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-   -   Two out of three batches turned out "sour" is well water to blame? (http://www.homebrewtalk.com/f39/two-out-three-batches-turned-out-sour-well-water-blame-208111/)

Chaddyb 11-25-2010 03:33 AM

Two out of three batches turned out "sour" is well water to blame?
Ok, so I have brewed up three batches of beer so far, first was a "autumn amber ale" second was a "java stout", and the third was a hefewiezen. the autumn ale, and hefe both have a sour taste to them, but the second one, (java stout) tastes great. the autumn ale has been in the bottle for a month and a half, and I just bottled the hefe tonight, but when I tasted it, it seemed to have the same sour notes as the first batch (autumn ale). Granted the third batch has to bottle condition for a while, but I don't have a great feeling about it turning out, since my amber ale doesnt taste much different after 6-7 weeks in the bottle , than it did a week and a half in the bottle.

The only things I did different in the three batches, was the first batch I used a dry yeast, and the other two I used wyeast, and for the first one I used the one step powdered sanitizing soloution, and the other two I used star san, also I put ice in the wort of the first one, to get it down to 75 degrees, so I can understand where that one might have gone bad.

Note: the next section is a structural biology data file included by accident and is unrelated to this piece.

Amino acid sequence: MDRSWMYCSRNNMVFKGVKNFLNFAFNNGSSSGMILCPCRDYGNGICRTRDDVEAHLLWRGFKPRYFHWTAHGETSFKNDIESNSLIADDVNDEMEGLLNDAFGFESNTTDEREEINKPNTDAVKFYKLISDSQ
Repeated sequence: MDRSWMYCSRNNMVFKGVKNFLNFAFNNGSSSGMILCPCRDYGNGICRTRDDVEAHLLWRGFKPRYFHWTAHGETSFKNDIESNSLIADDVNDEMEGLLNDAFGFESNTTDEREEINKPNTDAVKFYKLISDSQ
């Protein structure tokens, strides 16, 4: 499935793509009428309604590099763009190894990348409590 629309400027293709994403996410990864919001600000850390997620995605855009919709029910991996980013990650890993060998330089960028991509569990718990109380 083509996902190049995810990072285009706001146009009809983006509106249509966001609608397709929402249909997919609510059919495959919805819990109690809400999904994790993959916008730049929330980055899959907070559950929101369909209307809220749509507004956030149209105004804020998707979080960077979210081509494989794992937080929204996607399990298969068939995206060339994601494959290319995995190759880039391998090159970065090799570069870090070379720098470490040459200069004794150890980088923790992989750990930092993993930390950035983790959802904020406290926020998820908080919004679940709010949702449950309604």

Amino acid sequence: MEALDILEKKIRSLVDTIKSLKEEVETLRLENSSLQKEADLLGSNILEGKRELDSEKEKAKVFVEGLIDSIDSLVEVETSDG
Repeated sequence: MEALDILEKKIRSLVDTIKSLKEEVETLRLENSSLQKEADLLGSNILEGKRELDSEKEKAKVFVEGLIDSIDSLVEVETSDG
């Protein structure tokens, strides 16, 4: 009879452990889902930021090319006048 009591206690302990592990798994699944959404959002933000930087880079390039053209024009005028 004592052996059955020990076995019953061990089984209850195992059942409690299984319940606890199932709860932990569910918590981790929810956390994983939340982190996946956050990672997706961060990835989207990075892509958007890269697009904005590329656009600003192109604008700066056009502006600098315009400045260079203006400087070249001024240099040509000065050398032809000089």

The one constant I am wondering about is my well water, I'm wondering if that could be my issue? It tastes fine when i drink just water, but i can imagine there may be minerals or something that can be making it taste funny.

I sanitize the hell out of everything, so I THINK that is all ok, but who knows.

these are all malt extract kits.

Here is the fermenting/bottling details of all three batches:

first: "autumn amber ale"

primay ferment, 1 week, secondary, 1 week, initial taste 1.5 weeks in the bottle, tasted sour, 3 weeks, tasted sour, 6 weeks still just as sour, not much taste change throughout. Seemed to taste fine when I bottled.

second: "java stout"

primary, two weeks, secondary, two weeks, initial taste two weeks in the bottle, tasted good, but strong coffee taste, three weeks coffee taste mellowed, and beer really tastes good.

third: hefewiezen